Vincent, Jacques Louis Samuel
Vincent, Jacques Louis Samuel a Protestant theologian of France, was born at Nimes, September 8, 1787. After having studied at Geneva, he settled in his native city as pastor. In 1825 he was made president of the consistory. After the revolution, the French Reformed Church gradually sank down into the deism of Rousseau, and its theology became mere conventionalism without any true vitality.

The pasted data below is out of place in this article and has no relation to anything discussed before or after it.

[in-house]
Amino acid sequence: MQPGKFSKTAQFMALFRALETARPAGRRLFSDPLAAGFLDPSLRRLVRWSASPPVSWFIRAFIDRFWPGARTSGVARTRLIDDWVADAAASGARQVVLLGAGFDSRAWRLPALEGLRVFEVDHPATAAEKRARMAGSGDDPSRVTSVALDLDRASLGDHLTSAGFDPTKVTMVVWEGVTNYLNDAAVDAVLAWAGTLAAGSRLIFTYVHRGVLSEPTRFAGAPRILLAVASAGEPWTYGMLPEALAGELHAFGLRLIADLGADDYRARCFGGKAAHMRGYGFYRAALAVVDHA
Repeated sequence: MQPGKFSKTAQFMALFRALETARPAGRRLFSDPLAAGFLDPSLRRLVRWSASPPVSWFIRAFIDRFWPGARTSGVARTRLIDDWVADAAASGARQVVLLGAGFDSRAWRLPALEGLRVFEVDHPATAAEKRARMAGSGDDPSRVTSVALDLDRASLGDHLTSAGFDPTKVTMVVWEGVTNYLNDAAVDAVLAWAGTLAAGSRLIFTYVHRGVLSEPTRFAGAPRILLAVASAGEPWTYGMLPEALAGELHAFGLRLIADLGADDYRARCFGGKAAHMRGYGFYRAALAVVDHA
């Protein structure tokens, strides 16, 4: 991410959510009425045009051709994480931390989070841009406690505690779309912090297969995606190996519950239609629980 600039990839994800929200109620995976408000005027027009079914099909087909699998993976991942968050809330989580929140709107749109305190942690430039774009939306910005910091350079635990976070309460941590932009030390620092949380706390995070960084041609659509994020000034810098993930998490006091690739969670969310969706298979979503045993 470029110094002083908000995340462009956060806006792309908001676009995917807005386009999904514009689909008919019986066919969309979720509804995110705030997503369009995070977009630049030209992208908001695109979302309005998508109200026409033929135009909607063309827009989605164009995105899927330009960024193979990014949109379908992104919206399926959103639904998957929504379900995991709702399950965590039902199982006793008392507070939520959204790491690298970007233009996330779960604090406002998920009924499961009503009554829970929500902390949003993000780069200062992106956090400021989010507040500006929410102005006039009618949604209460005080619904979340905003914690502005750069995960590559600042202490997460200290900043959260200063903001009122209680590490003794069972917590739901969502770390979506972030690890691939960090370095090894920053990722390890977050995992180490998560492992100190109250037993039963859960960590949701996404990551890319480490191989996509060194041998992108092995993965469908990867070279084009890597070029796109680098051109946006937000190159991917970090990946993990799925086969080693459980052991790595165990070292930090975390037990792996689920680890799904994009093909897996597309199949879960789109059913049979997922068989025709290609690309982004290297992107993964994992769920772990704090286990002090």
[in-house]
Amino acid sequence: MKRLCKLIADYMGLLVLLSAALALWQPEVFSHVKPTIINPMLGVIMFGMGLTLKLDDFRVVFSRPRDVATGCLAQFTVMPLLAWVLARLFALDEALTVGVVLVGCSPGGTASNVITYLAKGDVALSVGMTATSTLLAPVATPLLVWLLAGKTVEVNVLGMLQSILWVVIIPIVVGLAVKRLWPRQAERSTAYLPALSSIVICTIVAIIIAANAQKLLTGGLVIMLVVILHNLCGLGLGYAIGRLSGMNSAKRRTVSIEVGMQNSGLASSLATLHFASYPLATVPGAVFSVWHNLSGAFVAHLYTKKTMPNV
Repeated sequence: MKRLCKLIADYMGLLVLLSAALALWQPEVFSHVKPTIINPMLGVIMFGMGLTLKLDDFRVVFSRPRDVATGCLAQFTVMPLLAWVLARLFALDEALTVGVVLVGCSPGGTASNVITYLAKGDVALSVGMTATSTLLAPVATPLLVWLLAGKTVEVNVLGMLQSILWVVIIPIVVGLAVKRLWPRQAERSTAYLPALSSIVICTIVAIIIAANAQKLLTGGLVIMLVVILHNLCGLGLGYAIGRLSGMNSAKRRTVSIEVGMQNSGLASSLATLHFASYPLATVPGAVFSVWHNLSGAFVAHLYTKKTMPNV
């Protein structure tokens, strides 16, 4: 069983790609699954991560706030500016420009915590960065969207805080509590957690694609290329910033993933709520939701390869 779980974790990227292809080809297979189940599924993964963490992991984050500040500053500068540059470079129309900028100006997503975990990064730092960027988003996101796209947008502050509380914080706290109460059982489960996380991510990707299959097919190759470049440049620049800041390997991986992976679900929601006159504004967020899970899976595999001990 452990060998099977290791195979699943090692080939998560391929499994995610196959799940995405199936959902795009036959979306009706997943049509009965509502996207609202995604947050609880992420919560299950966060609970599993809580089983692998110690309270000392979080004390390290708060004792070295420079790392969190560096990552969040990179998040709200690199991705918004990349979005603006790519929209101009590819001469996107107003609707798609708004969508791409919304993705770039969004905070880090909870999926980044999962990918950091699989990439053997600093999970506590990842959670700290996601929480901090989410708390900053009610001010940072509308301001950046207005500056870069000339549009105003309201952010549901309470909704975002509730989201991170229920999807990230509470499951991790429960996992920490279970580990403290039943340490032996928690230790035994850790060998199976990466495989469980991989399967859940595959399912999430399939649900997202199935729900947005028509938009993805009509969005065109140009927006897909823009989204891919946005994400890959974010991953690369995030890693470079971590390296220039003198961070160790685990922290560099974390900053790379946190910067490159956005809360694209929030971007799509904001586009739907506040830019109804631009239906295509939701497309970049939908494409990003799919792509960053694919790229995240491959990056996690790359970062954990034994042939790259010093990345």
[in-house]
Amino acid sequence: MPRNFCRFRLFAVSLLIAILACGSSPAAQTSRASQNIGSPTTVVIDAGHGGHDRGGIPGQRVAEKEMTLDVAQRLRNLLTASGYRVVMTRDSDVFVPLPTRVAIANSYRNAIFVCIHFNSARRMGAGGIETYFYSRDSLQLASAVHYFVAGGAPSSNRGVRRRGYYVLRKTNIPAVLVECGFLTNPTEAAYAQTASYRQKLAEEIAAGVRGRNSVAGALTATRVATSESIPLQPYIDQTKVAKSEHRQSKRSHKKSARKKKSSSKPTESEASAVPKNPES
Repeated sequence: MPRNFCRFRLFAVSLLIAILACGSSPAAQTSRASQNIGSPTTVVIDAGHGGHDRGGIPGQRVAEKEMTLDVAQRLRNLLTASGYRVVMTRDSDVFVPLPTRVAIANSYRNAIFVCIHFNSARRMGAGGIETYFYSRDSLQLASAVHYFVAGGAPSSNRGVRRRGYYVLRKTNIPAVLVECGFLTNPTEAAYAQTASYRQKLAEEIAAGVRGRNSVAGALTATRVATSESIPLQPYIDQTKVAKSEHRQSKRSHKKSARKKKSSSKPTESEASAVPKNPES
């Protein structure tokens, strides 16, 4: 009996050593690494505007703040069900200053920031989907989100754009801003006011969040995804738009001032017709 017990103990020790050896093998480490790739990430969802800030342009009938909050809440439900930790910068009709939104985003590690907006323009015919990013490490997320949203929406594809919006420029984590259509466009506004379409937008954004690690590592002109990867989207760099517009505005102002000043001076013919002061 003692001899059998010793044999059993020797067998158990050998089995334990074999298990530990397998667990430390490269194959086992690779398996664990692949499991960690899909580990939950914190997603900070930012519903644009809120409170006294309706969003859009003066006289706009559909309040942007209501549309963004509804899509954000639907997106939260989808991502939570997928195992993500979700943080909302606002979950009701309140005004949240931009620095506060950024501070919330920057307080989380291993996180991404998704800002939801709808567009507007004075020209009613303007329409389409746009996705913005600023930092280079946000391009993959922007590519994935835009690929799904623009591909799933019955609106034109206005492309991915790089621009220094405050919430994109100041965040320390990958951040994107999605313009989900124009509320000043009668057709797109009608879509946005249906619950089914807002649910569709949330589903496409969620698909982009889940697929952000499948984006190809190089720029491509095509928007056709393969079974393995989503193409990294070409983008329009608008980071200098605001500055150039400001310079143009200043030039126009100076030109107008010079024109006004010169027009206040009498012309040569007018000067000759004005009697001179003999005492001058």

Vincent felt the evil, and it is his great merit that he procured the remedy. His first original production was an attack on Lamennais' Essai sur l'Indifference en Matiere de Religion, and his Observations sur l'Unite Religieuse (1820), and Observations sur la Voie d'Autorite Appliquee a la Religion created quite a sensation. From 1820 to 1824 he published Melanges de Religion; de Morale et de Critique Sacree (10 volumes), which made the French public acquainted with and interested in German theology. Of still deeper influence were his Vues sur le Protestantisme (1829, 2 volumes; republished by Prevost-Paradol, 1860), and Meditations Religieuses (most complete edition by Fontanes, 1863). Vincent died July 10, 1837. See Corbiere, Samuel Vincent, sa Conception Religieuse et Chretienne (1873); Antonin, Etude sur Samuel Vincent et sa Theologie (1863); Plitt-Herzog, Real-Encyklop. s.v.; Lichtenberger, Encyclop. des Sciences Religieuses, s.v. (B.P.)